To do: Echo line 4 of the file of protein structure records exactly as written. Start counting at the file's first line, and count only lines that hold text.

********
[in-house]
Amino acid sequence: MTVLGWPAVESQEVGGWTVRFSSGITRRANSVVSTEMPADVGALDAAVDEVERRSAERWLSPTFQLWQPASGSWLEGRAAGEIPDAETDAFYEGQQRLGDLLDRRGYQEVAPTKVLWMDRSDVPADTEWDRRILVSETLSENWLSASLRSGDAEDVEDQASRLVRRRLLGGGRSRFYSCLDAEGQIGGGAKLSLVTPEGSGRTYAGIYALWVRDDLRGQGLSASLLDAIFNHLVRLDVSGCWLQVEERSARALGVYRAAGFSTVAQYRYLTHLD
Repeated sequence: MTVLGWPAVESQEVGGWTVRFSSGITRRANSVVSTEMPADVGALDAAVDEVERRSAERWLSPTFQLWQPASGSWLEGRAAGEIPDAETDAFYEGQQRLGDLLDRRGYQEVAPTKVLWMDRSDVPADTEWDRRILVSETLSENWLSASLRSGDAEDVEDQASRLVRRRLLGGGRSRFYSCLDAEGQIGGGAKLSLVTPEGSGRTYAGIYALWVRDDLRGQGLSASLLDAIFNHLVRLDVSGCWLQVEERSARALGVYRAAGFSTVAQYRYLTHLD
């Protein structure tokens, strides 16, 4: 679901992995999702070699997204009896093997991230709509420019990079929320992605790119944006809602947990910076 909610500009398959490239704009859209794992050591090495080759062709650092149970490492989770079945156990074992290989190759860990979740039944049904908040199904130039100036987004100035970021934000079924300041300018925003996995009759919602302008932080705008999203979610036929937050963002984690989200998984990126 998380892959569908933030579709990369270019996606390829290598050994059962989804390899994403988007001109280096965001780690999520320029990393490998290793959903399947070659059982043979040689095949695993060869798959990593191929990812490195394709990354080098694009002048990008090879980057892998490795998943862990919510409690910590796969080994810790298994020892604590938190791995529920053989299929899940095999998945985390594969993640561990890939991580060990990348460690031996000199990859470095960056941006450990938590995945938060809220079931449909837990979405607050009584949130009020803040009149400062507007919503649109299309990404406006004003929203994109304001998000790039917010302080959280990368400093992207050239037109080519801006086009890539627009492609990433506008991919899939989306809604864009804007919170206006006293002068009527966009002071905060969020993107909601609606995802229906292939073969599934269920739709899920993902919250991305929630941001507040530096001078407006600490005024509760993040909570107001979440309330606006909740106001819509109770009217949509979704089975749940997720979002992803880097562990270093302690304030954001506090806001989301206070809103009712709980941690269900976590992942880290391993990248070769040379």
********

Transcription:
């Protein structure tokens, strides 16, 4: 679901992995999702070699997204009896093997991230709509420019990079929320992605790119944006809602947990910076 909610500009398959490239704009859209794992050591090495080759062709650092149970490492989770079945156990074992290989190759860990979740039944049904908040199904130039100036987004100035970021934000079924300041300018925003996995009759919602302008932080705008999203979610036929937050963002984690989200998984990126 998380892959569908933030579709990369270019996606390829290598050994059962989804390899994403988007001109280096965001780690999520320029990393490998290793959903399947070659059982043979040689095949695993060869798959990593191929990812490195394709990354080098694009002048990008090879980057892998490795998943862990919510409690910590796969080994810790298994020892604590938190791995529920053989299929899940095999998945985390594969993640561990890939991580060990990348460690031996000199990859470095960056941006450990938590995945938060809220079931449909837990979405607050009584949130009020803040009149400062507007919503649109299309990404406006004003929203994109304001998000790039917010302080959280990368400093992207050239037109080519801006086009890539627009492609990433506008991919899939989306809604864009804007919170206006006293002068009527966009002071905060969020993107909601609606995802229906292939073969599934269920739709899920993902919250991305929630941001507040530096001078407006600490005024509760993040909570107001979440309330606006909740106001819509109770009217949509979704089975749940997720979002992803880097562990270093302690304030954001506090806001989301206070809103009712709980941690269900976590992942880290391993990248070769040379």